Woods Hole Oceanographic Institution

Tim Verslycke

»Copepod diapause
»Lobster Shell Disease
»Crustacean molting receptor
»Lobster Shell Disease
»Mysids as test models for endocrine disruption testing
»Chlorotriazines in the Scheldt estuary
»Energy allocation in grasshopper
»Estrogens in Scheldt estuary
»Marsupial development in mysids to evaluate endocrine disruption
»B[a]P effects on steroid metabolism in mysid
»Ciona CYP3 genes
»Methoprene, nonylphenol, and estrone effects on mysid vitellogenesis
»Methoprene effects on mysid molting
»Mysid growth
»Mysid vitellin ELISA
»Mysid vitellin
»An analytical method to detect estrogens in water
»High levels of endocrine disruptors in wild mysid populations
»Energy allocation in wild mysid populations
»Cellular energy allocation validation with scope for growth
»Dolphin delivery prediction
»PhD thesis
»Endocrine disruptor effects on steroid and energy metabolism in mysid
»Mysid review
»TBT effects on steroid metabolism in mysid
»Metal mixture toxicity to mysid
»TBT effects on energy metabolism in mysid
»dichlorobenzene effects in zebrafish
»Ethinylestradiol effects on amphipod sexual development
»Metabolic studies with mysids
»Abiotic stress and energy metabolism in mysid
»Induced vitellogenesis in rainbow trout
»Steroid metabolism in mysid
»Endocrine disruption in freshwater snails
»Invasive mysid in Belgium

Nancy Fockedey, Jan Mees, Marnix Vangheluwe, Tim Verslycke, Colin Janssen, Magda Vincx , Temperature and salinity effects on post-marsupial growth of Neomysis integer (Crustacea: Mysidacea) , Journal of Experimental Marine Biology and Ecology 326(1): 27-47, 2005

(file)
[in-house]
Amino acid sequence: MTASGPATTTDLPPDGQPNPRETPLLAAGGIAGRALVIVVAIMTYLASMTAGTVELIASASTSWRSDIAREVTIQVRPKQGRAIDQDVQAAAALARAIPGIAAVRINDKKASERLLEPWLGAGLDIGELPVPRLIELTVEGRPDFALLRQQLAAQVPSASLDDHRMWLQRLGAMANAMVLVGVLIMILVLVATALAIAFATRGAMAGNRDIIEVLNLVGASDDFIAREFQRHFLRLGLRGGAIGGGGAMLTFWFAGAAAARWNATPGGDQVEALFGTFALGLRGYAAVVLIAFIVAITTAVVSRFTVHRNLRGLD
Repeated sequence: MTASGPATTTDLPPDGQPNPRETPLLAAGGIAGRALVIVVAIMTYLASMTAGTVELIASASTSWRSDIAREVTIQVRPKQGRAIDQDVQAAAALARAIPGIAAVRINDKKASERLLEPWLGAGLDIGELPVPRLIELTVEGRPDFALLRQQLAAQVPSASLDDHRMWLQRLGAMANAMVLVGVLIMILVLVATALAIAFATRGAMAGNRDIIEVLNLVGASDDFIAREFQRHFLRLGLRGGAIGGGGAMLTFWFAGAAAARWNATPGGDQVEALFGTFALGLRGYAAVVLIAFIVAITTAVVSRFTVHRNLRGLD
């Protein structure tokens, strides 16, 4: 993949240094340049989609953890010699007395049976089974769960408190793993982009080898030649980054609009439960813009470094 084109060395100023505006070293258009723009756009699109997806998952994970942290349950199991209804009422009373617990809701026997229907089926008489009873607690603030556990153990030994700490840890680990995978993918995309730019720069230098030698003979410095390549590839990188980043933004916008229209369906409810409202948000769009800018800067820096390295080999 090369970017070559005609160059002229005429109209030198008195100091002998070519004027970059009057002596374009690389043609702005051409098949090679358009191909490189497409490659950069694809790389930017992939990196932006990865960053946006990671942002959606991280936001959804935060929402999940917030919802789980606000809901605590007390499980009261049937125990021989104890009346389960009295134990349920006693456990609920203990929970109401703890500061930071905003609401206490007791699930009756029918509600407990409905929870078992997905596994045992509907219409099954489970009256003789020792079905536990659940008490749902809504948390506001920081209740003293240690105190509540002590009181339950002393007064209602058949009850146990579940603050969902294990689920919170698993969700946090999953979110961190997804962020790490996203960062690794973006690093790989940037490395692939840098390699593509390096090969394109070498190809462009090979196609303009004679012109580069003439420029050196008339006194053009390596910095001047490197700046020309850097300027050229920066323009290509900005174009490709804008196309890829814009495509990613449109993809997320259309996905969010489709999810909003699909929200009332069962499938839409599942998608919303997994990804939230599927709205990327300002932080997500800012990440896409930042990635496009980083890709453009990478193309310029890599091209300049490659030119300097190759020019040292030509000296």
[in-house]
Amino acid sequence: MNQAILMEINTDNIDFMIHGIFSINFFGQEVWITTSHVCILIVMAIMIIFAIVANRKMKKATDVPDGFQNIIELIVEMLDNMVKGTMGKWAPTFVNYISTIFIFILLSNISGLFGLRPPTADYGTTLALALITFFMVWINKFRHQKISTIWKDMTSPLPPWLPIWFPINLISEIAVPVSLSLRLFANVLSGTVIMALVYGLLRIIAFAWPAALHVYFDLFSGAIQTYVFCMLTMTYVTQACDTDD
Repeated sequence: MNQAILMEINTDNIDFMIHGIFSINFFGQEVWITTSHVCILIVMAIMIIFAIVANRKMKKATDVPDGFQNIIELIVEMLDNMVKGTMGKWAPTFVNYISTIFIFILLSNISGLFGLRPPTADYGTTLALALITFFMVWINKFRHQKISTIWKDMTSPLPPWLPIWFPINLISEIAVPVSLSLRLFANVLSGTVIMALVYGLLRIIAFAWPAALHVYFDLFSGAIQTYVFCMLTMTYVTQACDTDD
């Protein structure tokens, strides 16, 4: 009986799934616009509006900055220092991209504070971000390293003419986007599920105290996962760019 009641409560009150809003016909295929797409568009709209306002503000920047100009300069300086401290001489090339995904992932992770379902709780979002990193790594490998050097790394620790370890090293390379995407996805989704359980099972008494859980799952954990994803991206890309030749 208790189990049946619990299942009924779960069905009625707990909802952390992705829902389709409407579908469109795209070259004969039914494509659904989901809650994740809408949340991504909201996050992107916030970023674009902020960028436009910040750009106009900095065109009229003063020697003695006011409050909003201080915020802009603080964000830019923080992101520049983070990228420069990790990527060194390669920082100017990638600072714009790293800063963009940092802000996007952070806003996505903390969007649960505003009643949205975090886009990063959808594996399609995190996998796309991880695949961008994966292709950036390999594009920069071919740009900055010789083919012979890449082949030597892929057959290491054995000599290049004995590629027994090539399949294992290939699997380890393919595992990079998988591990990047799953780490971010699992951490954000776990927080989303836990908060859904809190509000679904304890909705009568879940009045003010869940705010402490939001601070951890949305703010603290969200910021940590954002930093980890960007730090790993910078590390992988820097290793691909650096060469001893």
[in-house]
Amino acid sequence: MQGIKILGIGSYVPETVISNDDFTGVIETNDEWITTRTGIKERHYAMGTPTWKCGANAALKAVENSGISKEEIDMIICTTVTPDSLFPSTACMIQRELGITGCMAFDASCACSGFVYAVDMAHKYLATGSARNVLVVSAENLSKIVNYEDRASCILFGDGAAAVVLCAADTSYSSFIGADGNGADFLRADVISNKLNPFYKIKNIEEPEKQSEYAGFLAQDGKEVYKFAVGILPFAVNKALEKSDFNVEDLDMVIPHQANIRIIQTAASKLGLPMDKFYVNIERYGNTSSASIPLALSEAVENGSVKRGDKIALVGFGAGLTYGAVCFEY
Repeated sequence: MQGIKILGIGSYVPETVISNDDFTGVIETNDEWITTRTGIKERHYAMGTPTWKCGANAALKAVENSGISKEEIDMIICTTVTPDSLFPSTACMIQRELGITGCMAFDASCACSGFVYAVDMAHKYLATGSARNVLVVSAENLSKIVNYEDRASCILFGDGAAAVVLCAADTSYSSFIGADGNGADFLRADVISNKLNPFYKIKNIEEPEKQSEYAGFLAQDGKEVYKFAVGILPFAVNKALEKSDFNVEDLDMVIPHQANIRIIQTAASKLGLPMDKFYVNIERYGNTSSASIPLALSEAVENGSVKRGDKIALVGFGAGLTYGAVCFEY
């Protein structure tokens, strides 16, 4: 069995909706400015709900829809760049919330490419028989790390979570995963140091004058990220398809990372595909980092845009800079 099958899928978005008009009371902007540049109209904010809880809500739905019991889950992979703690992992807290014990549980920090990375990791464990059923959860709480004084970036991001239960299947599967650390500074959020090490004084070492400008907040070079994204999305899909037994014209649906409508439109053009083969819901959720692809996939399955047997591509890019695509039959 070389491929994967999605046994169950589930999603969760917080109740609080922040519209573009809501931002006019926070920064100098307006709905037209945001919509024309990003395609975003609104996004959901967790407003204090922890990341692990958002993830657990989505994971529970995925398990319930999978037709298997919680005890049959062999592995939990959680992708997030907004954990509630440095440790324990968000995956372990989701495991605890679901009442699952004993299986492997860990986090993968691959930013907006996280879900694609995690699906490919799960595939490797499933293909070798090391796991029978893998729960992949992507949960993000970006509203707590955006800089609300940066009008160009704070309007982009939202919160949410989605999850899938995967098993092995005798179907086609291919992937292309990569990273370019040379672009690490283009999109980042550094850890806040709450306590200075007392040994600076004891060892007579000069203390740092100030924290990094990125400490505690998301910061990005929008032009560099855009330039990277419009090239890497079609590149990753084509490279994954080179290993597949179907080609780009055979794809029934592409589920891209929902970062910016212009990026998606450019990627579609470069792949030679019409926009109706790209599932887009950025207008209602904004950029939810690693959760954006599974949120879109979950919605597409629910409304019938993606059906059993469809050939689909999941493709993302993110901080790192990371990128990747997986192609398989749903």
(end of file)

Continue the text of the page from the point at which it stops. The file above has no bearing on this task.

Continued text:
There has been an increasing interest in using the brackish water mysid Neomysis integer as a toxicological test species for Western European estuarine systems. In this respect, more data on growth, moulting and development in this species is needed. The influence of prevailing environmental variables (e.g. temperature, salinity) and age on these processes as well as their optimal range have to be known in order to develop optimal laboratory cultures and to differentiate between chemically-induced variability and natural variability in toxicity testing. Individual post-marsupial growth (size, intermoult period, growth factor) was studied from first day neonates until adulthood at eight environmentally relevant temperature-salinity conditions. Three salinities (5, 15 and 30 psu) were tested at 15 and 20 °C, and two more extreme temperatures (8 and 25 °C) were tested at a salinity of 5 psu. Survival and growth of N. integer were detected within the whole range tested, but sexual maturation was only possible in the narrower range of 15–25°C and 5–15 psu. The size at maturity of N. integer increased with decreasing temperature and increasing salinity. Salinity seems to have a stronger effect than temperature on the duration of maturation. The sigmoid von Bertalanffy growth model was fitted to the individual and pooled data, except for the 8°C experiment where growth was linear. Estimates from pooled data were comparable with individually-based estimates, but generally underestimated the asymptotic length. Temperature was negatively correlated with the asymptotic length and positively correlated with the growth constant K. Higher temperatures caused smaller intermoult periods but had no effect on the growth increment, while salinity effects were less straightforward and dependent on the water temperature. A tool is provided to estimate the age, moult number, intermoult period, growth factor and growth rate from the body standard length of N. integer. Experimentally-derived von Bertalanffy parameter estimates resulted in a higher growth performance index compared with fieldbased estimates for the Westerschelde and Galgenweel populations of N. integer. doi:10.1016/j.jembe.2005.05.005

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